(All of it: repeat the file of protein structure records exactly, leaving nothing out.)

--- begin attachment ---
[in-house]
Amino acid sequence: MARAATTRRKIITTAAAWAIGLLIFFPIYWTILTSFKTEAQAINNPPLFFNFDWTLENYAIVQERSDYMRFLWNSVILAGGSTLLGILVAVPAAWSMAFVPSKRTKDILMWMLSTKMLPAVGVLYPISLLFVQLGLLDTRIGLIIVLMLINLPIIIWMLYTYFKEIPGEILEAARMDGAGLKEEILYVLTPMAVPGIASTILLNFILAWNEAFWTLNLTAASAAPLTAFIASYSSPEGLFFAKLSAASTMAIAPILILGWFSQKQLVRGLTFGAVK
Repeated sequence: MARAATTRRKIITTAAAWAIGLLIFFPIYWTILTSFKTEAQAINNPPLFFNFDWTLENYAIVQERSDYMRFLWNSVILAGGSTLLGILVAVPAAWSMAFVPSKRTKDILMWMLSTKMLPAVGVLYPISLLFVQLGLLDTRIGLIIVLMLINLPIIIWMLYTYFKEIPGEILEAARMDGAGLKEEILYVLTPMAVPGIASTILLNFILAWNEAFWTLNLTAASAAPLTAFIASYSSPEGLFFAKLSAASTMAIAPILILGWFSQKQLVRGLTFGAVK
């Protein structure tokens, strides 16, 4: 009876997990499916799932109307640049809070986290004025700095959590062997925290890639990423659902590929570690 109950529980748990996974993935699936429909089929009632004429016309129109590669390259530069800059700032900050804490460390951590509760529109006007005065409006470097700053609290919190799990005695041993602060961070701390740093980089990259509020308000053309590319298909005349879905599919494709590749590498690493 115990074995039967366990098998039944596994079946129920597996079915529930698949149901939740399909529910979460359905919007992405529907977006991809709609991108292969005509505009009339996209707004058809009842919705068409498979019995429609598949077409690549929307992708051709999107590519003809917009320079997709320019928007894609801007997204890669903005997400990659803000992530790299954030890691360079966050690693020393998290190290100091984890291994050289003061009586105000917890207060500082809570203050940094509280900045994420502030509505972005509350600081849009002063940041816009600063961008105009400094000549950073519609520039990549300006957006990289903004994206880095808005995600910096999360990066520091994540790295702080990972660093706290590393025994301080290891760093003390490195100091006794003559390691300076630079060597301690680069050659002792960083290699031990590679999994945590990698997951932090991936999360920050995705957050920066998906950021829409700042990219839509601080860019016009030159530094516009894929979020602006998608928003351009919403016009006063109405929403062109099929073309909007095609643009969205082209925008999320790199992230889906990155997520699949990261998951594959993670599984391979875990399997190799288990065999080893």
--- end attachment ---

[in-house]
Amino acid sequence: MARAATTRRKIITTAAAWAIGLLIFFPIYWTILTSFKTEAQAINNPPLFFNFDWTLENYAIVQERSDYMRFLWNSVILAGGSTLLGILVAVPAAWSMAFVPSKRTKDILMWMLSTKMLPAVGVLYPISLLFVQLGLLDTRIGLIIVLMLINLPIIIWMLYTYFKEIPGEILEAARMDGAGLKEEILYVLTPMAVPGIASTILLNFILAWNEAFWTLNLTAASAAPLTAFIASYSSPEGLFFAKLSAASTMAIAPILILGWFSQKQLVRGLTFGAVK
Repeated sequence: MARAATTRRKIITTAAAWAIGLLIFFPIYWTILTSFKTEAQAINNPPLFFNFDWTLENYAIVQERSDYMRFLWNSVILAGGSTLLGILVAVPAAWSMAFVPSKRTKDILMWMLSTKMLPAVGVLYPISLLFVQLGLLDTRIGLIIVLMLINLPIIIWMLYTYFKEIPGEILEAARMDGAGLKEEILYVLTPMAVPGIASTILLNFILAWNEAFWTLNLTAASAAPLTAFIASYSSPEGLFFAKLSAASTMAIAPILILGWFSQKQLVRGLTFGAVK
């Protein structure tokens, strides 16, 4: 009876997990499916799932109307640049809070986290004025700095959590062997925290890639990423659902590929570690 109950529980748990996974993935699936429909089929009632004429016309129109590669390259530069800059700032900050804490460390951590509760529109006007005065409006470097700053609290919190799990005695041993602060961070701390740093980089990259509020308000053309590319298909005349879905599919494709590749590498690493 115990074995039967366990098998039944596994079946129920597996079915529930698949149901939740399909529910979460359905919007992405529907977006991809709609991108292969005509505009009339996209707004058809009842919705068409498979019995429609598949077409690549929307992708051709999107590519003809917009320079997709320019928007894609801007997204890669903005997400990659803000992530790299954030890691360079966050690693020393998290190290100091984890291994050289003061009586105000917890207060500082809570203050940094509280900045994420502030509505972005509350600081849009002063940041816009600063961008105009400094000549950073519609520039990549300006957006990289903004994206880095808005995600910096999360990066520091994540790295702080990972660093706290590393025994301080290891760093003390490195100091006794003559390691300076630079060597301690680069050659002792960083290699031990590679999994945590990698997951932090991936999360920050995705957050920066998906950021829409700042990219839509601080860019016009030159530094516009894929979020602006998608928003351009919403016009006063109405929403062109099929073309909007095609643009969205082209925008999320790199992230889906990155997520699949990261998951594959993670599984391979875990399997190799288990065999080893």